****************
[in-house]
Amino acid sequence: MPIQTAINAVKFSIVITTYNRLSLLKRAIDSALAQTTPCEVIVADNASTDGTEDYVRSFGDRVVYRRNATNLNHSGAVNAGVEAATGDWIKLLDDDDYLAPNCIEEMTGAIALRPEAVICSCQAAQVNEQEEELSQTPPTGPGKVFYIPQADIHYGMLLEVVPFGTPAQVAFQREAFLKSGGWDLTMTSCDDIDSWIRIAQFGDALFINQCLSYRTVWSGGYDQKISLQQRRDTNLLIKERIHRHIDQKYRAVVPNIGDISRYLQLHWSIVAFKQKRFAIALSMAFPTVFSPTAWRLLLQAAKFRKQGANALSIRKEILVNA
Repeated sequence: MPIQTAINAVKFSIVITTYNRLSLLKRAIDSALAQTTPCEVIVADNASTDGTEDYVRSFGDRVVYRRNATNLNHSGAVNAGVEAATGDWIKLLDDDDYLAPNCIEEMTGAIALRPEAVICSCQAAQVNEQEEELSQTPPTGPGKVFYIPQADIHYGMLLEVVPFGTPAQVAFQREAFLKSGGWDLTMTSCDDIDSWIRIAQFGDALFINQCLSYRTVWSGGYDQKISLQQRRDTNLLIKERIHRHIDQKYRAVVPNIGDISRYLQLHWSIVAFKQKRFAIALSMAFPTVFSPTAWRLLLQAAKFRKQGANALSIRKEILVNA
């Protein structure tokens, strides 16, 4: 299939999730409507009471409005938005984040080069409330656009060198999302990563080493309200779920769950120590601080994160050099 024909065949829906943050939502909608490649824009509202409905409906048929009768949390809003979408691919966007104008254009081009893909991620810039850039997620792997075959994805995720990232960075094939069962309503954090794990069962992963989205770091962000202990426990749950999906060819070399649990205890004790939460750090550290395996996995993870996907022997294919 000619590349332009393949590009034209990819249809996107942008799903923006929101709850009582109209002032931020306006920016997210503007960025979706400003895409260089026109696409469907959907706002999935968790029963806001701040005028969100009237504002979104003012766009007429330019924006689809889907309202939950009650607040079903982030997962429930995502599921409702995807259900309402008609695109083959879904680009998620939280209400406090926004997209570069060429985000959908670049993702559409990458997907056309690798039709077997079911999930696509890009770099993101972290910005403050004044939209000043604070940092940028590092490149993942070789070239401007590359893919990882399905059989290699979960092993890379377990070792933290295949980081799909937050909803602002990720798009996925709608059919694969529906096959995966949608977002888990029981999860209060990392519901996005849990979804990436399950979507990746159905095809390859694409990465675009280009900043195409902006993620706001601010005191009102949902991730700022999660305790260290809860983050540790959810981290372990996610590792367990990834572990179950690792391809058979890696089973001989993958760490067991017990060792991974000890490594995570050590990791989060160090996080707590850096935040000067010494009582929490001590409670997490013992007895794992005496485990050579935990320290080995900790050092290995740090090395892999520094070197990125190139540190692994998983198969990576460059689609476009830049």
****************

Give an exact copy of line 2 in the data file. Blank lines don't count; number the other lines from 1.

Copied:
Amino acid sequence: MPIQTAINAVKFSIVITTYNRLSLLKRAIDSALAQTTPCEVIVADNASTDGTEDYVRSFGDRVVYRRNATNLNHSGAVNAGVEAATGDWIKLLDDDDYLAPNCIEEMTGAIALRPEAVICSCQAAQVNEQEEELSQTPPTGPGKVFYIPQADIHYGMLLEVVPFGTPAQVAFQREAFLKSGGWDLTMTSCDDIDSWIRIAQFGDALFINQCLSYRTVWSGGYDQKISLQQRRDTNLLIKERIHRHIDQKYRAVVPNIGDISRYLQLHWSIVAFKQKRFAIALSMAFPTVFSPTAWRLLLQAAKFRKQGANALSIRKEILVNA